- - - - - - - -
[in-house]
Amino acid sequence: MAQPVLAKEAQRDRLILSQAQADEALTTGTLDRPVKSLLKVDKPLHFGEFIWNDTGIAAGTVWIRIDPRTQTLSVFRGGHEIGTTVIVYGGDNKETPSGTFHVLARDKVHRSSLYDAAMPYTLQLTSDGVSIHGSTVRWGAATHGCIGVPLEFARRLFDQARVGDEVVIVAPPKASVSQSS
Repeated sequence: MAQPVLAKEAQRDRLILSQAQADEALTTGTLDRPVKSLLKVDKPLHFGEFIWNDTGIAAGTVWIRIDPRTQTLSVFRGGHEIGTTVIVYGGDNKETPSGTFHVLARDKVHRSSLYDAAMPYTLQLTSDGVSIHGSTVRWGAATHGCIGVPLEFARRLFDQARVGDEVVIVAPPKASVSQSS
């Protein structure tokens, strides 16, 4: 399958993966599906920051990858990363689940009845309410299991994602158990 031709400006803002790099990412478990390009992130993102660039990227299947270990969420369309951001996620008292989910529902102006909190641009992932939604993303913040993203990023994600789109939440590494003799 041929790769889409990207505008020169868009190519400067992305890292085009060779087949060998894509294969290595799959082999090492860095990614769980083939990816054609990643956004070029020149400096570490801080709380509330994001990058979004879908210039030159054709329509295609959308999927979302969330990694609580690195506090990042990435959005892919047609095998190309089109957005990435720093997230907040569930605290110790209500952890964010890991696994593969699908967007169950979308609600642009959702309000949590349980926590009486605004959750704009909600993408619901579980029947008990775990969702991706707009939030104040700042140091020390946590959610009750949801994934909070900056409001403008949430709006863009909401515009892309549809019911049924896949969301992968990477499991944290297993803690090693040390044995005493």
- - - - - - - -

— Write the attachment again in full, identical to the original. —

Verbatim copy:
[in-house]
Amino acid sequence: MAQPVLAKEAQRDRLILSQAQADEALTTGTLDRPVKSLLKVDKPLHFGEFIWNDTGIAAGTVWIRIDPRTQTLSVFRGGHEIGTTVIVYGGDNKETPSGTFHVLARDKVHRSSLYDAAMPYTLQLTSDGVSIHGSTVRWGAATHGCIGVPLEFARRLFDQARVGDEVVIVAPPKASVSQSS
Repeated sequence: MAQPVLAKEAQRDRLILSQAQADEALTTGTLDRPVKSLLKVDKPLHFGEFIWNDTGIAAGTVWIRIDPRTQTLSVFRGGHEIGTTVIVYGGDNKETPSGTFHVLARDKVHRSSLYDAAMPYTLQLTSDGVSIHGSTVRWGAATHGCIGVPLEFARRLFDQARVGDEVVIVAPPKASVSQSS
């Protein structure tokens, strides 16, 4: 399958993966599906920051990858990363689940009845309410299991994602158990 031709400006803002790099990412478990390009992130993102660039990227299947270990969420369309951001996620008292989910529902102006909190641009992932939604993303913040993203990023994600789109939440590494003799 041929790769889409990207505008020169868009190519400067992305890292085009060779087949060998894509294969290595799959082999090492860095990614769980083939990816054609990643956004070029020149400096570490801080709380509330994001990058979004879908210039030159054709329509295609959308999927979302969330990694609580690195506090990042990435959005892919047609095998190309089109957005990435720093997230907040569930605290110790209500952890964010890991696994593969699908967007169950979308609600642009959702309000949590349980926590009486605004959750704009909600993408619901579980029947008990775990969702991706707009939030104040700042140091020390946590959610009750949801994934909070900056409001403008949430709006863009909401515009892309549809019911049924896949969301992968990477499991944290297993803690090693040390044995005493």